Metaregression models showed that MRI was superior to other supplemental modalities in CDR (incremental CDR, 1.52 per 1000 screenings; 95% CI: 0.74, 2.33; P < .001), including invasive CDR (invasive CDR, 1.31 per 1000 screenings; 95% CI: 0.57, 2.06; P < .001), and in situ disease (rate of ductal carcinoma in situ, 1.91 per 1000 screenings; 95% CI: 0.10, 3.72; P < .04). No differences in PPV1 and PPV3 were identified.
However, the limited number of studies prevented assessment of interval cancer metrics. Excluding MRI, no statistically significant difference in any metrics were identified among the remaining imaging modalities.
The study findings were published in the peer reviewed journal: Radiology (RSNA).
The study findings validated that when compared to other common supplemental screening methods, breast MRI was superior at detecting breast cancer in women with dense breasts.
At present, breast cancer is one of the leading causes of cancer death in women. Roughly 47% of women in the United States have dense breasts, which is an independent risk factor of breast cancer. Women with dense breasts have a higher amount of glandular tissue and fibrous connective tissue and low amounts of fatty tissue in the breasts.
With the current ongoing COVID-19 pandemic, it is expected that breast cancer incidences will also go up exponentially as the SARS-CoV-2 virus does contribute to downregulating certain tumor suppressor genes, damaging and making NK cells and other T cells exhausted while also upregulating certain oncogenic genes not to mention that viral persistence is causing constant inflammatory issues.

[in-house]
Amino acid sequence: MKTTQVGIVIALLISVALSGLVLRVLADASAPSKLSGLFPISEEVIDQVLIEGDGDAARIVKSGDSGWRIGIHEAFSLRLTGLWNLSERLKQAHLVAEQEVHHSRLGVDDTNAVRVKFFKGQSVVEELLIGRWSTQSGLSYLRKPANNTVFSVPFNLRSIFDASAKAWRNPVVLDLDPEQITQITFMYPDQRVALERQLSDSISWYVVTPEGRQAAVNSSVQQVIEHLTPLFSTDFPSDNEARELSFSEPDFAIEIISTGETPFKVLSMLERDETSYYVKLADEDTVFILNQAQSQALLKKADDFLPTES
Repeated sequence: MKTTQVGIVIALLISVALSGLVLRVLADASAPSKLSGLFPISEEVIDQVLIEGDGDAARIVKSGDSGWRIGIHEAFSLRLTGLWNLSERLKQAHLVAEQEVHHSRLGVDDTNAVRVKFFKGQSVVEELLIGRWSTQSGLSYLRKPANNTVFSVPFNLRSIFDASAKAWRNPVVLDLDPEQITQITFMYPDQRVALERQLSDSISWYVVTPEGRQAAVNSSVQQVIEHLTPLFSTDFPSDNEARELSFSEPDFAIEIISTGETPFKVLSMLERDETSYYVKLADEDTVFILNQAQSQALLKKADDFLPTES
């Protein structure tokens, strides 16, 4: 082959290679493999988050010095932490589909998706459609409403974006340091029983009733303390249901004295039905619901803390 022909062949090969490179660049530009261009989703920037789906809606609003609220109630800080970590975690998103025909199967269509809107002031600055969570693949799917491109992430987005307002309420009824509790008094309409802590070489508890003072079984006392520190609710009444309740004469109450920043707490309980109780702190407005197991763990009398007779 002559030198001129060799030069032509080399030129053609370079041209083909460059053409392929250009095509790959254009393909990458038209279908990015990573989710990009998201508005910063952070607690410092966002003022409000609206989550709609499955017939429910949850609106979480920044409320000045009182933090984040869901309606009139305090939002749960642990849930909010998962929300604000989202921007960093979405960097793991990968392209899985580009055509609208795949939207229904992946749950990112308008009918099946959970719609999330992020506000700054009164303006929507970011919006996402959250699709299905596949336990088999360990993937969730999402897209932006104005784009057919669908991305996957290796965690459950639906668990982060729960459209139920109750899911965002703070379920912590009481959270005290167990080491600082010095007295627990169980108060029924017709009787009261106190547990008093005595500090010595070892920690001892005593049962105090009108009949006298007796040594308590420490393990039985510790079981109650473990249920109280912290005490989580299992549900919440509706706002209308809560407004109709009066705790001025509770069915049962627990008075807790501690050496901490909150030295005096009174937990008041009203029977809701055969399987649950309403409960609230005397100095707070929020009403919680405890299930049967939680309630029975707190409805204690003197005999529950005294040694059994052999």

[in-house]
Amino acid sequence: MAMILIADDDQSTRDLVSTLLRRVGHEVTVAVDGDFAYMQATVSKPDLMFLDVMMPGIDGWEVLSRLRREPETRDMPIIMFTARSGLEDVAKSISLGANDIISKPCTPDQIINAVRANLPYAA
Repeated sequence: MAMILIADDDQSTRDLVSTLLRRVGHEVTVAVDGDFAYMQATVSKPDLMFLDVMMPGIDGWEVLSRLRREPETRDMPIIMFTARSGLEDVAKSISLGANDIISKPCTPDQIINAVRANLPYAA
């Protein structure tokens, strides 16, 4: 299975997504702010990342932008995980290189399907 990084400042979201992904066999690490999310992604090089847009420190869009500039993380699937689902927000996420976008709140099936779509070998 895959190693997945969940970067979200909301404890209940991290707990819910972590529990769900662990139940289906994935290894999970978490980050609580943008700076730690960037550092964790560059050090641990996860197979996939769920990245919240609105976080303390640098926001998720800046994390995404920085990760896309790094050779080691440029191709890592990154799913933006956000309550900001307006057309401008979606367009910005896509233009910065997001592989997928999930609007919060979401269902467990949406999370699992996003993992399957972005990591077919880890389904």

Although screening mammography effectively detects up to 98% of cancer in fatty breasts, breast cancer is more easily missed in dense breasts. This results in a negative mammogram, giving patients false reassurance.
Study co-author, Dr Vivianne Freitas, M.D., M.Sc., assistant professor at the University of Toronto, Canada, and staff radiologist at the Joint Department of Medical Imaging in Toronto told Breast Cancer News
, "Breast cancer masses appear white on a mammogram, and dense tissue also appears white, which makes finding breast cancers within dense breast tissue harder for radiologists.”
In most cases, supplemental screening may be required to assist in cancer detection in women with dense breasts.
Currently, the four most common supplemental imaging tests are hand-held breast ultrasound, automated breast ultrasound, digital breast tomosynthesis and breast MRI.
Dr Freitas added, "This study was designed to evaluate the role of different supplementary screening tests in women of average or intermediate risk of breast cancer with dense breast tissue who had a negative screening mammogram.”